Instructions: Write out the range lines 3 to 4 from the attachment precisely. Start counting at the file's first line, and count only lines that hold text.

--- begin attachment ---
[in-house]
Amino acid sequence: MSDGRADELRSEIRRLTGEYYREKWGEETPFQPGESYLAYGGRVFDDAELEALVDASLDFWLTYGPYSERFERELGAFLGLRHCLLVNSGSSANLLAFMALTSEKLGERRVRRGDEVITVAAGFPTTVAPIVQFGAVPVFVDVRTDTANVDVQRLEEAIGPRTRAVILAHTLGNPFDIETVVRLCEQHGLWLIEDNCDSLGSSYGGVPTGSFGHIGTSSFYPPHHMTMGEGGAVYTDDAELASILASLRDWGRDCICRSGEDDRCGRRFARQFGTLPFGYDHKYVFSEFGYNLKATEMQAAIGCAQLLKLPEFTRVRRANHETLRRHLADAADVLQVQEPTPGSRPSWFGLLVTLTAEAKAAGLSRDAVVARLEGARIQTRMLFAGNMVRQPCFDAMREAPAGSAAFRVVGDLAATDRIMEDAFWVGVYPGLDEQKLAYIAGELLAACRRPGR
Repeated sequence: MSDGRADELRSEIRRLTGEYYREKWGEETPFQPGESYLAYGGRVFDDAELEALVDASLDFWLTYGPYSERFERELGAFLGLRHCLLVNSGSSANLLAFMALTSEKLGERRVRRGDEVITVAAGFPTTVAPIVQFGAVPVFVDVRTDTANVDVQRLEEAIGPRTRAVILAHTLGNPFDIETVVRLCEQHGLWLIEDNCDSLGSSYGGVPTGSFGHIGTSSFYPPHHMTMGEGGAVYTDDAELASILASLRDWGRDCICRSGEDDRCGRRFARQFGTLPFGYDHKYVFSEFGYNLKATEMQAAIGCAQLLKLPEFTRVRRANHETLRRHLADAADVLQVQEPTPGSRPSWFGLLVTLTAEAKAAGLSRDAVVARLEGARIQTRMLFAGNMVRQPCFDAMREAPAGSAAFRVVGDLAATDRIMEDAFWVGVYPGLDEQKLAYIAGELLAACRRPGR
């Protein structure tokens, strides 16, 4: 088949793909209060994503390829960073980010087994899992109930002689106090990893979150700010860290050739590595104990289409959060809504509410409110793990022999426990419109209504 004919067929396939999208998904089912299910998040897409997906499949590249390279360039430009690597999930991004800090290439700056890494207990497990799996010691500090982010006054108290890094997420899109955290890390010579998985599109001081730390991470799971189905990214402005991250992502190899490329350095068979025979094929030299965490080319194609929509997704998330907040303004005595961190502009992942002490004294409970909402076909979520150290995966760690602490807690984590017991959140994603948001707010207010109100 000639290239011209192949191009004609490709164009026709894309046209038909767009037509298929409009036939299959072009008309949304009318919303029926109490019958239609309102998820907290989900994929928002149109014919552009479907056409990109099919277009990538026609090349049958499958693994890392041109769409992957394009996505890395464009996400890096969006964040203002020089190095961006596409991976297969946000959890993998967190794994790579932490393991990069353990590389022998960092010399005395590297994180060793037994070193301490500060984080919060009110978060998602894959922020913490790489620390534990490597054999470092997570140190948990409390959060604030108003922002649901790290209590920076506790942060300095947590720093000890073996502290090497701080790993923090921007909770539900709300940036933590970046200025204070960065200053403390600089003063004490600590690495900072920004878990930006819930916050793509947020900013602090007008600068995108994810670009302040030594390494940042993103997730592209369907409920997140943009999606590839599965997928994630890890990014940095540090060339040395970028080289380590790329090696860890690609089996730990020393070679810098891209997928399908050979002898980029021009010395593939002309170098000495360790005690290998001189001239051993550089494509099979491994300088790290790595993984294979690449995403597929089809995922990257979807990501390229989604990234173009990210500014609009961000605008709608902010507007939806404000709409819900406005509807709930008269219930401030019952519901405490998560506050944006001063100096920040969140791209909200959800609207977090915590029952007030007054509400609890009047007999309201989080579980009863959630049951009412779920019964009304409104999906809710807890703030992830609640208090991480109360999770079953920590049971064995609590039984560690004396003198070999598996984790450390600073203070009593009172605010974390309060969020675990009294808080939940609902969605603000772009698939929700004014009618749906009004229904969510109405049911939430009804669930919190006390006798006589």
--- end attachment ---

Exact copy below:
Repeated sequence: MSDGRADELRSEIRRLTGEYYREKWGEETPFQPGESYLAYGGRVFDDAELEALVDASLDFWLTYGPYSERFERELGAFLGLRHCLLVNSGSSANLLAFMALTSEKLGERRVRRGDEVITVAAGFPTTVAPIVQFGAVPVFVDVRTDTANVDVQRLEEAIGPRTRAVILAHTLGNPFDIETVVRLCEQHGLWLIEDNCDSLGSSYGGVPTGSFGHIGTSSFYPPHHMTMGEGGAVYTDDAELASILASLRDWGRDCICRSGEDDRCGRRFARQFGTLPFGYDHKYVFSEFGYNLKATEMQAAIGCAQLLKLPEFTRVRRANHETLRRHLADAADVLQVQEPTPGSRPSWFGLLVTLTAEAKAAGLSRDAVVARLEGARIQTRMLFAGNMVRQPCFDAMREAPAGSAAFRVVGDLAATDRIMEDAFWVGVYPGLDEQKLAYIAGELLAACRRPGR
């Protein structure tokens, strides 16, 4: 088949793909209060994503390829960073980010087994899992109930002689106090990893979150700010860290050739590595104990289409959060809504509410409110793990022999426990419109209504 004919067929396939999208998904089912299910998040897409997906499949590249390279360039430009690597999930991004800090290439700056890494207990497990799996010691500090982010006054108290890094997420899109955290890390010579998985599109001081730390991470799971189905990214402005991250992502190899490329350095068979025979094929030299965490080319194609929509997704998330907040303004005595961190502009992942002490004294409970909402076909979520150290995966760690602490807690984590017991959140994603948001707010207010109100 000639290239011209192949191009004609490709164009026709894309046209038909767009037509298929409009036939299959072009008309949304009318919303029926109490019958239609309102998820907290989900994929928002149109014919552009479907056409990109099919277009990538026609090349049958499958693994890392041109769409992957394009996505890395464009996400890096969006964040203002020089190095961006596409991976297969946000959890993998967190794994790579932490393991990069353990590389022998960092010399005395590297994180060793037994070193301490500060984080919060009110978060998602894959922020913490790489620390534990490597054999470092997570140190948990409390959060604030108003922002649901790290209590920076506790942060300095947590720093000890073996502290090497701080790993923090921007909770539900709300940036933590970046200025204070960065200053403390600089003063004490600590690495900072920004878990930006819930916050793509947020900013602090007008600068995108994810670009302040030594390494940042993103997730592209369907409920997140943009999606590839599965997928994630890890990014940095540090060339040395970028080289380590790329090696860890690609089996730990020393070679810098891209997928399908050979002898980029021009010395593939002309170098000495360790005690290998001189001239051993550089494509099979491994300088790290790595993984294979690449995403597929089809995922990257979807990501390229989604990234173009990210500014609009961000605008709608902010507007939806404000709409819900406005509807709930008269219930401030019952519901405490998560506050944006001063100096920040969140791209909200959800609207977090915590029952007030007054509400609890009047007999309201989080579980009863959630049951009412779920019964009304409104999906809710807890703030992830609640208090991480109360999770079953920590049971064995609590039984560690004396003198070999598996984790450390600073203070009593009172605010974390309060969020675990009294808080939940609902969605603000772009698939929700004014009618749906009004229904969510109405049911939430009804669930919190006390006798006589």